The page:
Meet Rubisco!

Rubisco is found in the chloroplasts of plant cells where it plays a key role in photosynthesis.

Diagram of a plant cell showing the chloroplasts colored in pink.
Rubisco works in the chloroplasts of plant cells

Remember that photosynthesis is the process plants (and some bacteria) use to build glucose sugar molecules using CO2 and energy from light. Plants can’t just stitch a bunch of raw CO2 molecules together into a glucose, though. So, Rubisco’s important job is to collect CO2 molecules and put them into a form that other enzymes can use.

Sketch of photosynthesis. Water is shown entering the plant and being converted to oxygen by sunlight. Carbon dioxide is shown entering the plant, going through a cycle, and becoming glucose.

Rubisco is a nickname for Ribulose-1,5-Bisphosphate Carboxylase-Oxygenase. Perhaps that’s an intimidating fancy official science name, but Rubisco’s name tells us a lot of information about its specific function. Let’s break it down and translate it:

  • Whenever we see “-ase” at the end of a protein’s name, we know that it must be an enzyme. Enzymes always facilitate a chemical reaction.
  • The words containing “-ase” tell us which kinds of chemical reactions this enzyme facilitates. Rubisco has two names, which indicates that it does two things. “Carboxylase” means that the enzyme adds a CO2 molecule to something. “Oxygenase” means that the enzyme adds an oxygen molecule to something.
  • But what does Rubisco add CO2 and oxygen to? That is what the beginning of the name tells us. “Ribulose-1,5-Bisphosphate” is a type of sugar molecule.
Visual breakdown of Rubisco's "long name." "Ribulose-1,5-Bisphosphate" is a sugar molecule and is the input of Rubsico. "Carboxylase" indicates that Rubisco adds carbon dioxide to something. "Oxidase" indicates that Rubisco adds oxygen to something.  "-ase" indicates that Rubisco is an enzyme (that is, a protein that helps with a chemical reaction).

This name makes a whole lot of sense when we see its function in photosynthesis: adding a CO2 to ribulose-1,5-bisphosphate. This ultimately makes two molecules of 3-phosphoglycerate, which other enzymes can use to build glucose later in photosynthesis.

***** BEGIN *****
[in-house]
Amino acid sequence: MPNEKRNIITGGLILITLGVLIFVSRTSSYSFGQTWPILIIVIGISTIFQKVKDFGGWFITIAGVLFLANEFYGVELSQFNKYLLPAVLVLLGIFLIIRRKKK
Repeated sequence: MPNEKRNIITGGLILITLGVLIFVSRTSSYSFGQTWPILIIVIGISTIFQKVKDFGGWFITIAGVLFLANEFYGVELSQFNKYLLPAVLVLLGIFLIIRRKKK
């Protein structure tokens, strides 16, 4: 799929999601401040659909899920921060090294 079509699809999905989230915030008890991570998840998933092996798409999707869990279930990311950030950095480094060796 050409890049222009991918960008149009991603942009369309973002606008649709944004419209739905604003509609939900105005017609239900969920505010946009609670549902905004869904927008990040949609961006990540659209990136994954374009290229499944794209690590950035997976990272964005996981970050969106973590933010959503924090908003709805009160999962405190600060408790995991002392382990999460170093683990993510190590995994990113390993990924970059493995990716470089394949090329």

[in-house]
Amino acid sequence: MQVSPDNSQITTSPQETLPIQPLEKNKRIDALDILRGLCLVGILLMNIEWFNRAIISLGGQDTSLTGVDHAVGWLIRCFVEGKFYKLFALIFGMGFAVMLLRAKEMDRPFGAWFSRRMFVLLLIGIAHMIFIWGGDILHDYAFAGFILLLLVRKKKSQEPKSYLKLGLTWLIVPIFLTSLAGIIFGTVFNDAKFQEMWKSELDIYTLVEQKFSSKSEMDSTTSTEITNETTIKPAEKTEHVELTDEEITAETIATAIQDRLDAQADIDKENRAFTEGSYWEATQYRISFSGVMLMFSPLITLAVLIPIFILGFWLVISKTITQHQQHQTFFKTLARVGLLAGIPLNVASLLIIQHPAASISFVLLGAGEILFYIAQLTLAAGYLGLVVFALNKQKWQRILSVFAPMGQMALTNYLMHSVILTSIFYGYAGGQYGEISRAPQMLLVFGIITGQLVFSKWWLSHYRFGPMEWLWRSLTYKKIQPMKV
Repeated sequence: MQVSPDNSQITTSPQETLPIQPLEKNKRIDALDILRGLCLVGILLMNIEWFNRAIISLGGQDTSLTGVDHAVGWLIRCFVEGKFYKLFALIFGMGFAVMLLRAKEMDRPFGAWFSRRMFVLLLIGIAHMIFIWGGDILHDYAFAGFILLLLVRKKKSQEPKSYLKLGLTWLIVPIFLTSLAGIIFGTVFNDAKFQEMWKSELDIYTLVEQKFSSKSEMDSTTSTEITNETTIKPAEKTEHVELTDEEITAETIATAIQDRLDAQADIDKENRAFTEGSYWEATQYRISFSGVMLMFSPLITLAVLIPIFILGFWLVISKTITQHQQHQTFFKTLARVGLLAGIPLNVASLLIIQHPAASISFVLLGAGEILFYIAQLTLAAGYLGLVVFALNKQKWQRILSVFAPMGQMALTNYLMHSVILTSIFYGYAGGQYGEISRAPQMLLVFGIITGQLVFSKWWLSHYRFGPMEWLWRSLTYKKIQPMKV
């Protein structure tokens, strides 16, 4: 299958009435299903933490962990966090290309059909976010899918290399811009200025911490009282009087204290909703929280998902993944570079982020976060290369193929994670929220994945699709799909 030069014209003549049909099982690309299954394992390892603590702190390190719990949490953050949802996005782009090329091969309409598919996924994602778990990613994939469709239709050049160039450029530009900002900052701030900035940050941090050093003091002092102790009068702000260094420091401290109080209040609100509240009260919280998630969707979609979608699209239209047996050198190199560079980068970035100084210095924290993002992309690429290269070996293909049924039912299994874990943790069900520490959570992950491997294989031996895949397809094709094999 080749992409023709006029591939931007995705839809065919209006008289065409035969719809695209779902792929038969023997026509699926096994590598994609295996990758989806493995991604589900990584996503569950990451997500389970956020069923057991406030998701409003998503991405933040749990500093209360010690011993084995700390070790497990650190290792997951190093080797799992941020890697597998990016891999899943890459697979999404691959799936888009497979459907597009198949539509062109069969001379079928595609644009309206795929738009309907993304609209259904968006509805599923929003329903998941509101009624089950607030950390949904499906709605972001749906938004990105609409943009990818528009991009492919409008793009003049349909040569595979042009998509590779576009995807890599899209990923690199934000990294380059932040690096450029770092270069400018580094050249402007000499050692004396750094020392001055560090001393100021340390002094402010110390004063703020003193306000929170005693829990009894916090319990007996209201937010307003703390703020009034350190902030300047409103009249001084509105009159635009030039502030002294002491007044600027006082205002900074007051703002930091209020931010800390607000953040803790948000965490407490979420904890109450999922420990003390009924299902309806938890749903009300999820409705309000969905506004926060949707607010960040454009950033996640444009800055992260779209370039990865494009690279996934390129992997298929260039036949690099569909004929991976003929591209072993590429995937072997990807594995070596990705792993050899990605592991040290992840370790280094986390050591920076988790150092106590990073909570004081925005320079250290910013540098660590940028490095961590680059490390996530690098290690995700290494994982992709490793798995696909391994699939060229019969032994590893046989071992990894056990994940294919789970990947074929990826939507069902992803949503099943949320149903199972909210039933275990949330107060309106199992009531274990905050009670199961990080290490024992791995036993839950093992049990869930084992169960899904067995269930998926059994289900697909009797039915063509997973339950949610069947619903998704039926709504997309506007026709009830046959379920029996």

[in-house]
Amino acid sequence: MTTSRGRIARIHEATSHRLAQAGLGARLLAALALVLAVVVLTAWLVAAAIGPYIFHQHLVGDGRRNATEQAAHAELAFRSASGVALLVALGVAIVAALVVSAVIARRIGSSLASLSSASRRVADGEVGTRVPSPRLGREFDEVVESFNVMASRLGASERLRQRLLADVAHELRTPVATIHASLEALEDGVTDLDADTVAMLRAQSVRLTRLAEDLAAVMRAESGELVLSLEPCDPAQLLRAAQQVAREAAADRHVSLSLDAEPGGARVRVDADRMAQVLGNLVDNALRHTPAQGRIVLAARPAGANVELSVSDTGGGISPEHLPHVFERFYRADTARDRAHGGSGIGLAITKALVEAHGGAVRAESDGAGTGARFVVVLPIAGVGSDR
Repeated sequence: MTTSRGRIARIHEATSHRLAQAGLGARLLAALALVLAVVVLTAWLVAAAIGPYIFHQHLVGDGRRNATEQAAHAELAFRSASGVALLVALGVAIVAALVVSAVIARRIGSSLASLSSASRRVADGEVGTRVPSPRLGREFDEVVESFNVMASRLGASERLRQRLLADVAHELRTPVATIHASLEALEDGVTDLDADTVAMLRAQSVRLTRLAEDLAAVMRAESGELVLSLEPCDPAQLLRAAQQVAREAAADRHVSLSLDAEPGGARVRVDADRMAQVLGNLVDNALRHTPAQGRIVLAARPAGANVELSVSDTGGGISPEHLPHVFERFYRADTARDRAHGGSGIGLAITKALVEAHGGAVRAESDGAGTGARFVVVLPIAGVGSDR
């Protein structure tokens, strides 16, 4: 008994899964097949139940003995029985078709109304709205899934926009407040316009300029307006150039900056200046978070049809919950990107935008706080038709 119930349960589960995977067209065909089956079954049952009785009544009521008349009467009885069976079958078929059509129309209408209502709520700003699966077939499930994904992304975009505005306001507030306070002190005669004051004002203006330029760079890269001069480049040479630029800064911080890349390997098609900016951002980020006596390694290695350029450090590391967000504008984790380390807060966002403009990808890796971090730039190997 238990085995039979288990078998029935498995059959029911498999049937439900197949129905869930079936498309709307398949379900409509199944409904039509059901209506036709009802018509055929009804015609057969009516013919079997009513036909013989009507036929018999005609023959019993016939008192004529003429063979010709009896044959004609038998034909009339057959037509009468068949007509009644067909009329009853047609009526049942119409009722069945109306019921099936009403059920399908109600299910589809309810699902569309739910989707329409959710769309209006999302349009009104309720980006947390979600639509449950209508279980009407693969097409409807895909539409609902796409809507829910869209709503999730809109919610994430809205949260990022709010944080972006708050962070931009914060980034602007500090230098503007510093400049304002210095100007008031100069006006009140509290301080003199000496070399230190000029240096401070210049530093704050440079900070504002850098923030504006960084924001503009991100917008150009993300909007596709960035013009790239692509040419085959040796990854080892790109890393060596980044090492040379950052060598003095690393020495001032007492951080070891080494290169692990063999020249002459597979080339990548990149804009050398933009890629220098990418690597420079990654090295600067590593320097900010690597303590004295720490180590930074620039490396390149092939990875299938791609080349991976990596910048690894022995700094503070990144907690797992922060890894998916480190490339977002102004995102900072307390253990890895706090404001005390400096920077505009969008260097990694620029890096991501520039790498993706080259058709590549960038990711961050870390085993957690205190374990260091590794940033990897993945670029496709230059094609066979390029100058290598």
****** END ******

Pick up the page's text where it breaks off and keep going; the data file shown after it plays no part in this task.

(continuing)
Rubisco adds carbon dioxide to ribulose-1,5-bisphosphate to generate two molecules of 3-phosphoglycerate.

Rubisco is made up of 8 large pieces and 8 little pieces. Each large piece can facilitate one reaction, so one Rubisco can facilitate 8 reactions at once. This is helpful because Rubisco works slowly. It works so slowly that the enzymes working after it in photosynthesis typically have to wait on Rubisco before they can do their own jobs. To make up for how slow Rubisco works, plants produce a lot of it (and by “a lot” I mean that Rubisco is estimated to be the most abundant protein in the world).

Three dimensional structure model of Rubisco. 
Left panel: top view. Four units are visible, each containing one molecule of ribulose-1,5-bisphosphate. This view shows two planes of symmetry. 
Right panel: side view. All eight units are visible, but are not distinguishable from each other from this perspective. Eight molecules of ribulose-1,6-bisphosphate are counted. Two more planes of symmetry are shown.

Not only is Rubisco a slow worker, it is also an inaccurate worker. Remember the two names “carboxylase” and “oxygenase” that describe two different reactions? The carboxylase reaction is the one used in photosynthesis, but sometimes Rubisco accidentally adds oxygen instead and facilitates the oxygenase reaction. This accidental reaction makes one 3-phosphoglycerate and one phosphoglycolate molecule.

Rubisco adds oxygen to ribulose-1,5-bisphosphate to generate one molecule of 3-phosphoglycerate, and one molecule of phosphoglycolate (which is a waste product).

Unlike 3-phosphoglycerate, phosphoglycolate is not useful for photosynthesis. In fact, it is even toxic to the plant. A group of other enzymes can “salvage” phosphoglycolate, but the salvaging process wastes energy and CO2 molecules.

This wasteful process is posing a big question for plant scientists:

Why is this old, abundant, important, extensively-evolved enzyme still so horribly inefficient?

Some scientists think that Rubisco still has some evolving to do, but even human-engineered versions of Rubisco either work faster and make more mistakes (or work even slower and make the same amount of mistakes anyway). Many think CO2 and O2 are just so similar that it is impossible for Rubisco to tell the difference between them. Still others think that the wasteful reaction might have a purpose that we haven’t figured out yet. Perhaps the true answer is a combination between all of these.

To see Rubisco’s job in more context, check out this video on photosynthesis: Photosynthesis: Crash Course Biology #8

For (a lot) more about Rubisco engineering: Sharwood, R. E. (2016). Engineering chloroplasts to improve Rubisco catalysis: Prospects for translating improvements into food and fiber crops. New Phytologist, 213(2), 494-510. doi:10.1111/nph.14351

Berg, J. M., Tymoczko, J. L., Stryer, L., & Stryer, L. (2015). Biochemistry. New York: W.H. Freeman.

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